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Global economies and markets have traveled similar paths in terms of steep downturns in activity and equity prices. While the sequencing has been somewhat staggered, we think all markets are in the same boat: Volatility will persist, and an enduring recovery will require progress on virus containment. Global market rebounds will likely progress on different timelines, warranting (and potentially rewarding) international diversification.
Global economy to slow dramatically – Global GDP is likely to contract for the first time since 2009. We believe the key factor going forward will be the duration of the contraction. China has shown that output can bounce back somewhat quickly, but household spending may be a bit slower to ramp up than manufacturing and goods production. We think a second-half recovery is in the cards, but the pace will be dictated by progress in regional labor markets.
International rebound may lag – Covid-19 has hit the reset button, putting most economies back at the early stages of the market cycle. European economies didn’t enter this crisis in as vibrant a position as the U.S., and emerging economies will require demand for exports to support their rebounds. We expect financial markets to reflect a rebound faster than economic readings will, warranting ongoing international exposure in portfolios.
Market volatility favors diversification – We think international equity returns will rebound as risk appetite returns and investments trading at discounts to U.S. large-cap equities benefit from an increased search for cheaper valuations. International developed-market equities have performed roughly in line with U.S. equities this year and are now trading at roughly a 20% discount to domestic stocks, while also featuring a notably higher dividend yield. Emerging market equities have significantly outperformed lately, reflecting market sensitivity to progress in virus cases.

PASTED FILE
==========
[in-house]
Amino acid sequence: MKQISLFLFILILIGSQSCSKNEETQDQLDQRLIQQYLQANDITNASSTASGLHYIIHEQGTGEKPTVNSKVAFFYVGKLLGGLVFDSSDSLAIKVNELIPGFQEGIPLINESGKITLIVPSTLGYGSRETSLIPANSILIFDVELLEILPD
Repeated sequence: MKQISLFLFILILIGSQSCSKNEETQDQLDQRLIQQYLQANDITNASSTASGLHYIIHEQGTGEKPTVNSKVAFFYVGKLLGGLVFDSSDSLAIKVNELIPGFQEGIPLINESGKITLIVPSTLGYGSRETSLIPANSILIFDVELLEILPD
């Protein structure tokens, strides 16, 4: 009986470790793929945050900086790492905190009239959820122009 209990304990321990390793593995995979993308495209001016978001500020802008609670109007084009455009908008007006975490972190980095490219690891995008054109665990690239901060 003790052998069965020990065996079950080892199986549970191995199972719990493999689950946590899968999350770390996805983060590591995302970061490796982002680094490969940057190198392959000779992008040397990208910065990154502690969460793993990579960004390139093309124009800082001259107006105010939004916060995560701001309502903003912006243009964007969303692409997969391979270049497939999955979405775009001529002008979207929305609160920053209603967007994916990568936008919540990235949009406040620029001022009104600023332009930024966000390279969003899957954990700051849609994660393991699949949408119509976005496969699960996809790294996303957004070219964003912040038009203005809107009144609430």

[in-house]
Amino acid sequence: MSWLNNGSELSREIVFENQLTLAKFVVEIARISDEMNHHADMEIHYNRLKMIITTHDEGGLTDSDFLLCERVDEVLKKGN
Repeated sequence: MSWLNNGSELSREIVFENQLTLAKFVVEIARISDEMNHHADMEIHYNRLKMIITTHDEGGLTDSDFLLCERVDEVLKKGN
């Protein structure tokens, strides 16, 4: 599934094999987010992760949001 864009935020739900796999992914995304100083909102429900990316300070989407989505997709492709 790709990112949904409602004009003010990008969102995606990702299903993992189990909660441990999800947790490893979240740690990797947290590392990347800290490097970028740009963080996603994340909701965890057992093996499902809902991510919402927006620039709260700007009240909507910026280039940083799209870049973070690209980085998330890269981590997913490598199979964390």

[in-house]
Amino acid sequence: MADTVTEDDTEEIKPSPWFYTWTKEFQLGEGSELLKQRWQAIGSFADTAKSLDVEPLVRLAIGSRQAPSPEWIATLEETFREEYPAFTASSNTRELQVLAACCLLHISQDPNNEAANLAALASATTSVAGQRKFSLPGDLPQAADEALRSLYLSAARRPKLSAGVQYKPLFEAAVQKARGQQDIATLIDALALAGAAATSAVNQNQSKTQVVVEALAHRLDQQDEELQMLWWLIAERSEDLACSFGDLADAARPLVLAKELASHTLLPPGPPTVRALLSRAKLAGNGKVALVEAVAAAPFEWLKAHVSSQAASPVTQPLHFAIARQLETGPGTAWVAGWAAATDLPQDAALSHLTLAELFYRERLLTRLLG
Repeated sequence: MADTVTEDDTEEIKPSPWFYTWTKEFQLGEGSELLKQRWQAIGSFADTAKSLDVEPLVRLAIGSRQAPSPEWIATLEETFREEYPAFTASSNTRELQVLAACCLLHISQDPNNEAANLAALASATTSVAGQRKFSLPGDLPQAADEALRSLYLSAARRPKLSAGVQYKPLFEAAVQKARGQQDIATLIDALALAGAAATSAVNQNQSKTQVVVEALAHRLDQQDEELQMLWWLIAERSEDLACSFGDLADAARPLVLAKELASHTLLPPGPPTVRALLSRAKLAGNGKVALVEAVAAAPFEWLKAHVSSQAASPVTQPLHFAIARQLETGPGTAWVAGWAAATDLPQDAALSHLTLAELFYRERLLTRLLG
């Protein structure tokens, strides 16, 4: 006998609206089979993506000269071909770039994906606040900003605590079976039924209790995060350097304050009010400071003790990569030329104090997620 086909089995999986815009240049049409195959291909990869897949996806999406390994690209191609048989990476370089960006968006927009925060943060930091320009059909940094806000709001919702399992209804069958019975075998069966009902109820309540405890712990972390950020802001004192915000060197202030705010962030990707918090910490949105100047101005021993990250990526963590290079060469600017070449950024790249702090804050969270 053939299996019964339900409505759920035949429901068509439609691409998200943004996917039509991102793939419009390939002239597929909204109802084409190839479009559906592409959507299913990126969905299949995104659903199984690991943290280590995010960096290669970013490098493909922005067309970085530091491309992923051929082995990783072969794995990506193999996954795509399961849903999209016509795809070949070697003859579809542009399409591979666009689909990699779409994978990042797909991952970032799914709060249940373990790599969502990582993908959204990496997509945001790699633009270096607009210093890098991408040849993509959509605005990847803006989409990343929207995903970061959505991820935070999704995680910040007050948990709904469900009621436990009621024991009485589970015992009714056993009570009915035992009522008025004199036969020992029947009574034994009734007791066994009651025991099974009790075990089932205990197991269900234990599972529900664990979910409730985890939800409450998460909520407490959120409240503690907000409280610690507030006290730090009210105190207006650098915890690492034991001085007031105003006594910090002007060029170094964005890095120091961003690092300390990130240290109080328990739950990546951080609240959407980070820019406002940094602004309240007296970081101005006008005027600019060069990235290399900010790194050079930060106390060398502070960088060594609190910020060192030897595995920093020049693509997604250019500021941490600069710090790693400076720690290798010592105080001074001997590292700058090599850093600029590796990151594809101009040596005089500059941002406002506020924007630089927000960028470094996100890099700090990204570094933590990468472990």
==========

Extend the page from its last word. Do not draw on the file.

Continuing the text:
A focus on diversification will, in our view, be helpful in navigating ongoing volatility. We believe the eventual rebound will not be confined to domestic markets. Maintain an appropriate international allocation, favoring global equities over global fixed income and a larger exposure to developed markets versus emerging economies.
Diversification does not ensure a profit or protect against loss in a declining market.
Investing in equities involves risks. The value of your shares will fluctuate, and you may lose principal. Small- and mid-cap stocks tend to be more volatile than large company stocks. Special risks are inherent to international and emerging market investing, including those related to currency fluctuations and foreign political and economic events.